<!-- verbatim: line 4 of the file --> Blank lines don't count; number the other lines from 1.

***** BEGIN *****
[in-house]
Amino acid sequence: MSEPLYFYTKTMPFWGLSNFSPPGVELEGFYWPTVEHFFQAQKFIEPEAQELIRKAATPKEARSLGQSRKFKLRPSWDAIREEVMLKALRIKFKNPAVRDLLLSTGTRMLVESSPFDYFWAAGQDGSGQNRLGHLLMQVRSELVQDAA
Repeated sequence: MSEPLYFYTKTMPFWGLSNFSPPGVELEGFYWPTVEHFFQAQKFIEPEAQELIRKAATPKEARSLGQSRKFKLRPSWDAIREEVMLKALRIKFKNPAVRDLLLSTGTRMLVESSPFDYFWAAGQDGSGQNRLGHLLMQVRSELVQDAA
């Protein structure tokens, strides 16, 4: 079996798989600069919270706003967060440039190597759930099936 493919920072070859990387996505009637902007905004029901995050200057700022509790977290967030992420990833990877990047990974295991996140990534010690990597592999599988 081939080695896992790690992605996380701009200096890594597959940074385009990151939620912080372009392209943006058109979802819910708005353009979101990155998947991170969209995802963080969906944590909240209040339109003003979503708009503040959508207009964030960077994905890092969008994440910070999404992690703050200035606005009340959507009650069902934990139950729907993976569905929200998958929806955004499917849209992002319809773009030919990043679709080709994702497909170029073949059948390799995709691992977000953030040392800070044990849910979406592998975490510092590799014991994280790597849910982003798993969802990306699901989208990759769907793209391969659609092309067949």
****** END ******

């Protein structure tokens, strides 16, 4: 079996798989600069919270706003967060440039190597759930099936 493919920072070859990387996505009637902007905004029901995050200057700022509790977290967030992420990833990877990047990974295991996140990534010690990597592999599988 081939080695896992790690992605996380701009200096890594597959940074385009990151939620912080372009392209943006058109979802819910708005353009979101990155998947991170969209995802963080969906944590909240209040339109003003979503708009503040959508207009964030960077994905890092969008994440910070999404992690703050200035606005009340959507009650069902934990139950729907993976569905929200998958929806955004499917849209992002319809773009030919990043679709080709994702497909170029073949059948390799995709691992977000953030040392800070044990849910979406592998975490510092590799014991994280790597849910982003798993969802990306699901989208990759769907793209391969659609092309067949």